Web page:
Neo-noir thrillers are straightforward movies. So there is no point in looking for any deeper meaning other than 'everything is bleak and depressing'. However, it occurred to me that Galveston (2018) might not just be a solid neo-noir thriller but contain a critique of toxic masculinity, male heroism, and domestic abuse. I'll do my best to make it short.

-- major SPOILERS ahead --

Roy starts out as an antihero. He didn't intend to do it, but by defending his own life, he saves Rocky's life too. Together, they're on the run from Stan, Roy's former boss. Later on, in order to provide Rocky with money for a better future, Roy decides to blackmail Stan. This, however, puts Rocky and Roy in danger as it pushes Stan to hunt them down more aggressively, which ultimately leads to Rocky being raped and murdered. Roy is therefore (at least partly) responsible for her horrendous death. Roy involuntarily contributing to Rocky's death might be understood as having been foreshadowed by 3 scenes:

1) From his ex-girlfriend we know that Roy is a domestic abuser and that she is better off without him. Roy might be perceived as a very likeable guy with good intentions, but from the interaction with his ex-girlfriend it becomes clear that he can be a threat to women close to him.
2) Roy yells at Rocky, grabs her throat and punches a hole in the wall for (quote) "whoring around" and lying to him. Though he manages to calm down, this scene underscores what his ex-girlfriend was saying about him.
3) Although not front and center, there is yet another domestic abuse victim in the movie. At a motel BBQ, Roy can be seen casually chatting with a domestic abuser. A few scenes later, there is the police and an ambulance in front of the abuser's apartment. It later becomes clear that the domestic abuser had killed his own wife.

Roy's ex-girlfriend survived, but the domestic abuser's wife at the motel is dead and in the end Rocky is also dead. So, the movies makes it clear that domestic abusers radiate danger, and so does Roy despite having good intentions.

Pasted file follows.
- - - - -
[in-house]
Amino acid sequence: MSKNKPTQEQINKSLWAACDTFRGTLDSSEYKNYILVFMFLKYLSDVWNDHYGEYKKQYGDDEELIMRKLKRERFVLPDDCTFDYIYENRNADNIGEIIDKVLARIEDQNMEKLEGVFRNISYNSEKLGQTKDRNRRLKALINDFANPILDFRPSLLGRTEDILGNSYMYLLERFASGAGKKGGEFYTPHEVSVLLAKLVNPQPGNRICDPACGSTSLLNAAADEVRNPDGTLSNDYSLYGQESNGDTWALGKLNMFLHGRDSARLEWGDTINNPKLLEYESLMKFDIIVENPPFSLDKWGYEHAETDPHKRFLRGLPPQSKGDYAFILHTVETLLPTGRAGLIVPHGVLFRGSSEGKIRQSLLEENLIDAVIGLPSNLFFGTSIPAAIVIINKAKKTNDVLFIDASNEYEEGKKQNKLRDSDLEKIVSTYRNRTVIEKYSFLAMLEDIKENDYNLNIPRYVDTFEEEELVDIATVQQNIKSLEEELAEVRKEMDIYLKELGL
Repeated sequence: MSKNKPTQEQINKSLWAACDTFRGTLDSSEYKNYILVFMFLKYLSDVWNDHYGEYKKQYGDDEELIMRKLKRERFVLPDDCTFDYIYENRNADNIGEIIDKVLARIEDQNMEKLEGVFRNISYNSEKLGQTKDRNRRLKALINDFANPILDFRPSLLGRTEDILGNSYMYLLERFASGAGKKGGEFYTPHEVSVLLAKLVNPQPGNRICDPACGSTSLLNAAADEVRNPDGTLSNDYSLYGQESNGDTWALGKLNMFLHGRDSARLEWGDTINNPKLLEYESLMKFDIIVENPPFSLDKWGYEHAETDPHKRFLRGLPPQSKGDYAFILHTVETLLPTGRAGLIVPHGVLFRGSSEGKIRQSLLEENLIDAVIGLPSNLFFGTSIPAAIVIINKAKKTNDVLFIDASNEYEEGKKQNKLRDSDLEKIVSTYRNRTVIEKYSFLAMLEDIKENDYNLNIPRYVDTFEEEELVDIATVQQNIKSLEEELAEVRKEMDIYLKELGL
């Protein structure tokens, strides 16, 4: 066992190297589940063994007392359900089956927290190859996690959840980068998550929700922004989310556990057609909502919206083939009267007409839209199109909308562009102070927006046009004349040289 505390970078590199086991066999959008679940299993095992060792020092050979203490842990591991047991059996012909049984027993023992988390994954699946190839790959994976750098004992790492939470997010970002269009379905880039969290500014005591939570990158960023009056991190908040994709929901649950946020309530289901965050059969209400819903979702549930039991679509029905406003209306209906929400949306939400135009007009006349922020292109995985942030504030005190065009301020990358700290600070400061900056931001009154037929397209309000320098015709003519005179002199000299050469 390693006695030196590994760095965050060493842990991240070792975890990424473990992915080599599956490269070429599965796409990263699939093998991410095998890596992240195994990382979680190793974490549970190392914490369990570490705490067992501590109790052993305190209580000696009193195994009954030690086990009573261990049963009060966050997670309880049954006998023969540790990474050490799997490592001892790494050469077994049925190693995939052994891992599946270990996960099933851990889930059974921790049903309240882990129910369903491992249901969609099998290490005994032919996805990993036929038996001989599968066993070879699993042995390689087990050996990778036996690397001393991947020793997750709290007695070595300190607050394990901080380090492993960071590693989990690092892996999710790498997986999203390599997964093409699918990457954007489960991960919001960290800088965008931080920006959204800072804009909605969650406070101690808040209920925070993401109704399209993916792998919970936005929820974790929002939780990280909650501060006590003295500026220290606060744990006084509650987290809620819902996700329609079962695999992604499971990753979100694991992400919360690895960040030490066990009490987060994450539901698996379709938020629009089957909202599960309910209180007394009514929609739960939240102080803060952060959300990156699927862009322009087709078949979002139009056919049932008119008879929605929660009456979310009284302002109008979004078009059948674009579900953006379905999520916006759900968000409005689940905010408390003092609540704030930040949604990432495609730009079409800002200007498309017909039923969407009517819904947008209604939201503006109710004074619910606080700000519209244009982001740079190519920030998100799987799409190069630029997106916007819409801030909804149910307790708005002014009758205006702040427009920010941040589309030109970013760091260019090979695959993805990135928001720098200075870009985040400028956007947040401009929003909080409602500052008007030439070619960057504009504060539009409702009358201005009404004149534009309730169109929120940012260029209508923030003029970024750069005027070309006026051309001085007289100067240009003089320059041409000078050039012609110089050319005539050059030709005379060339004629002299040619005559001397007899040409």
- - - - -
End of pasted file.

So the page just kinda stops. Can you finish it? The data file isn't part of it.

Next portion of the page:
During hurricane Ike 20 years later, Roy meets Rocky's daughter, Tiffany. Still being unclear about Rocky's fate and why she was abandoned, she demands to know the truth about what really happened 20 years ago. With the hurricane approaching, Roy agrees to tell her the truth under one condition: after telling her the truth, she must leave for her safety immediately.

Now, here is the interesting part.

Considering what is shown in relation to domestic abuse in the 3 scences mentioned above, the fact that Roy insists on Tiffany leaving for her safety might be intended to have a double meaning. He clearly refers to the hurricane as a present danger, however, given Roy's 'karma' as a domestic abuser, he might as well refer to himself as a danger. Tiffany actually offers him to leave with her, but he declines. Roy goes on to say, (quote) "[Rocky] didn't leave you, you weren't abandoned, never abandoned". But then the scene cuts off, leaving it to the imagination of the viewer whether and how Roy would go on to describe to Tiffany the circumstances of Rocky's horrendous death and his own involvement in it.

Does he tell Tiffany about his own involvement in her mother's death?
Does Roy have a cathartic moment at the end of the movie?